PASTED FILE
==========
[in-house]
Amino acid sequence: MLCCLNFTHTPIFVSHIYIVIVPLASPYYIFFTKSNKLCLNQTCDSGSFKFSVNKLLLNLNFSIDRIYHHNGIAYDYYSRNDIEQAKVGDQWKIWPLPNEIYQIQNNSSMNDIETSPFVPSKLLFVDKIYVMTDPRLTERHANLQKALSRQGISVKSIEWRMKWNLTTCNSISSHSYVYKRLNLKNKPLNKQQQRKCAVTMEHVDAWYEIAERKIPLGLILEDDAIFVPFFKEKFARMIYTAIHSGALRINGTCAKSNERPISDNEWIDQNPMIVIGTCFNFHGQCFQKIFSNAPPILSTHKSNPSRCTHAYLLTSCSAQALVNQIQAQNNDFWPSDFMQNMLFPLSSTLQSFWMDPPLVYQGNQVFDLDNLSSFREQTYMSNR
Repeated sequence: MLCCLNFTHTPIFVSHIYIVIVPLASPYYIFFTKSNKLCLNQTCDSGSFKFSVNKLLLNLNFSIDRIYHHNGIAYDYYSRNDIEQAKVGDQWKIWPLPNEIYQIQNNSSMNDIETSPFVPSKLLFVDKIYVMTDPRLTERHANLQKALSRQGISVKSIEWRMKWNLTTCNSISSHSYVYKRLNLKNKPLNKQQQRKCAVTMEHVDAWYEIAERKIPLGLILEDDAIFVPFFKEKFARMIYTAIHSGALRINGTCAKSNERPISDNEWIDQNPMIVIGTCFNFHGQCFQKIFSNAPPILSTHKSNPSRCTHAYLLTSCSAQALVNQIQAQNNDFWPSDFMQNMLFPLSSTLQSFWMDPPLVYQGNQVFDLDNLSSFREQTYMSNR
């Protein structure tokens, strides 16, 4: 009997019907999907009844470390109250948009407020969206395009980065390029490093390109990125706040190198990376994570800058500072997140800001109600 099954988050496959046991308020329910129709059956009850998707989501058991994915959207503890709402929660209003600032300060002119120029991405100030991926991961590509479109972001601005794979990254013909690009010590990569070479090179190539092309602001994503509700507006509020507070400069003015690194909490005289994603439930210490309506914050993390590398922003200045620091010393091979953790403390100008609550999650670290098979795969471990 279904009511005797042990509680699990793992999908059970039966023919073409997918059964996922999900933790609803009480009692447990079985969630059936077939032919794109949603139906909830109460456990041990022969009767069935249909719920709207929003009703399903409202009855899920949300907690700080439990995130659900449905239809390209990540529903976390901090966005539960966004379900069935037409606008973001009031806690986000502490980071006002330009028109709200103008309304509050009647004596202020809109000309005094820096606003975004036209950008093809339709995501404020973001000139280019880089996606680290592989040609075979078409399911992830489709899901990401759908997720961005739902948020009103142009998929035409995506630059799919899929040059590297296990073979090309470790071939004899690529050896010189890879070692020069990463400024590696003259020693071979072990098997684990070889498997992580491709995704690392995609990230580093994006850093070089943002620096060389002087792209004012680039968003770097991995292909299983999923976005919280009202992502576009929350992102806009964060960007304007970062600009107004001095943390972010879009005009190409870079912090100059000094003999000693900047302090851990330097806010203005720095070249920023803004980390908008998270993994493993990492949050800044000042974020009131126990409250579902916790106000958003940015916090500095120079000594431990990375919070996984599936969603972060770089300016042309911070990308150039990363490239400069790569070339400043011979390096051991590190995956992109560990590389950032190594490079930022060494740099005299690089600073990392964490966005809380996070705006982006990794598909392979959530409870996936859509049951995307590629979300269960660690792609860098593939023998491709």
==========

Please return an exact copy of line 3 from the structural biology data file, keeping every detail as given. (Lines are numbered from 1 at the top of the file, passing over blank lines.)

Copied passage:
Repeated sequence: MLCCLNFTHTPIFVSHIYIVIVPLASPYYIFFTKSNKLCLNQTCDSGSFKFSVNKLLLNLNFSIDRIYHHNGIAYDYYSRNDIEQAKVGDQWKIWPLPNEIYQIQNNSSMNDIETSPFVPSKLLFVDKIYVMTDPRLTERHANLQKALSRQGISVKSIEWRMKWNLTTCNSISSHSYVYKRLNLKNKPLNKQQQRKCAVTMEHVDAWYEIAERKIPLGLILEDDAIFVPFFKEKFARMIYTAIHSGALRINGTCAKSNERPISDNEWIDQNPMIVIGTCFNFHGQCFQKIFSNAPPILSTHKSNPSRCTHAYLLTSCSAQALVNQIQAQNNDFWPSDFMQNMLFPLSSTLQSFWMDPPLVYQGNQVFDLDNLSSFREQTYMSNR